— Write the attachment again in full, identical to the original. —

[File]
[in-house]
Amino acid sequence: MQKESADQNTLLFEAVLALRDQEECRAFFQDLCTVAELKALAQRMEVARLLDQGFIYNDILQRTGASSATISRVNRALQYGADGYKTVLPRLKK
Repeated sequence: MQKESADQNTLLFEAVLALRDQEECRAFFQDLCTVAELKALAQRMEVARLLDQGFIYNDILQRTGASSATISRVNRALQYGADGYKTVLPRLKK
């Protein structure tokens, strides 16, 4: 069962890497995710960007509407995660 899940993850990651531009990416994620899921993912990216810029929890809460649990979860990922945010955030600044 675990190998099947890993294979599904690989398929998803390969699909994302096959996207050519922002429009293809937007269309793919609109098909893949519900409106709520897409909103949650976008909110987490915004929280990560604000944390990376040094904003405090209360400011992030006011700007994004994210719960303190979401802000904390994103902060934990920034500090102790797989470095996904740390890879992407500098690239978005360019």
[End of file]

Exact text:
[in-house]
Amino acid sequence: MQKESADQNTLLFEAVLALRDQEECRAFFQDLCTVAELKALAQRMEVARLLDQGFIYNDILQRTGASSATISRVNRALQYGADGYKTVLPRLKK
Repeated sequence: MQKESADQNTLLFEAVLALRDQEECRAFFQDLCTVAELKALAQRMEVARLLDQGFIYNDILQRTGASSATISRVNRALQYGADGYKTVLPRLKK
């Protein structure tokens, strides 16, 4: 069962890497995710960007509407995660 899940993850990651531009990416994620899921993912990216810029929890809460649990979860990922945010955030600044 675990190998099947890993294979599904690989398929998803390969699909994302096959996207050519922002429009293809937007269309793919609109098909893949519900409106709520897409909103949650976008909110987490915004929280990560604000944390990376040094904003405090209360400011992030006011700007994004994210719960303190979401802000904390994103902060934990920034500090102790797989470095996904740390890879992407500098690239978005360019």